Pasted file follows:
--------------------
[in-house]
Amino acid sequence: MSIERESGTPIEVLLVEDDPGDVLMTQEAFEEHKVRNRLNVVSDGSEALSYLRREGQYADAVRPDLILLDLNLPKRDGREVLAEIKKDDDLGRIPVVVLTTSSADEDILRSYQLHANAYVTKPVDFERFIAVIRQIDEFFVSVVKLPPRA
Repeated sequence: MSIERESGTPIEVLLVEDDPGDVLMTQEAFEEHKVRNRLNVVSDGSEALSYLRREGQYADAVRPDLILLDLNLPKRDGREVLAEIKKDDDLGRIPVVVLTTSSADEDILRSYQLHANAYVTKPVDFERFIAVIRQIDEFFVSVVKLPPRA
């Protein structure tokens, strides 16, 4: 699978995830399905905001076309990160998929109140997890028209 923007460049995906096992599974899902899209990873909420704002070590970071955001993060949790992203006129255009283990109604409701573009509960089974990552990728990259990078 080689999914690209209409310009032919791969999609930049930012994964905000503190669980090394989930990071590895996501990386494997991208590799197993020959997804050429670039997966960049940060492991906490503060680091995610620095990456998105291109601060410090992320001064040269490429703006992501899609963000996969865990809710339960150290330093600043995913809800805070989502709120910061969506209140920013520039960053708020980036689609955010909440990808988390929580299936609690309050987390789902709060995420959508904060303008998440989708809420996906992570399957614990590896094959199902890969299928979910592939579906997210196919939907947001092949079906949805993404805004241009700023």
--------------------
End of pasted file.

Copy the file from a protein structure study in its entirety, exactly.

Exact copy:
[in-house]
Amino acid sequence: MSIERESGTPIEVLLVEDDPGDVLMTQEAFEEHKVRNRLNVVSDGSEALSYLRREGQYADAVRPDLILLDLNLPKRDGREVLAEIKKDDDLGRIPVVVLTTSSADEDILRSYQLHANAYVTKPVDFERFIAVIRQIDEFFVSVVKLPPRA
Repeated sequence: MSIERESGTPIEVLLVEDDPGDVLMTQEAFEEHKVRNRLNVVSDGSEALSYLRREGQYADAVRPDLILLDLNLPKRDGREVLAEIKKDDDLGRIPVVVLTTSSADEDILRSYQLHANAYVTKPVDFERFIAVIRQIDEFFVSVVKLPPRA
């Protein structure tokens, strides 16, 4: 699978995830399905905001076309990160998929109140997890028209 923007460049995906096992599974899902899209990873909420704002070590970071955001993060949790992203006129255009283990109604409701573009509960089974990552990728990259990078 080689999914690209209409310009032919791969999609930049930012994964905000503190669980090394989930990071590895996501990386494997991208590799197993020959997804050429670039997966960049940060492991906490503060680091995610620095990456998105291109601060410090992320001064040269490429703006992501899609963000996969865990809710339960150290330093600043995913809800805070989502709120910061969506209140920013520039960053708020980036689609955010909440990808988390929580299936609690309050987390789902709060995420959508904060303008998440989708809420996906992570399957614990590896094959199902890969299928979910592939579906997210196919939907947001092949079906949805993404805004241009700023």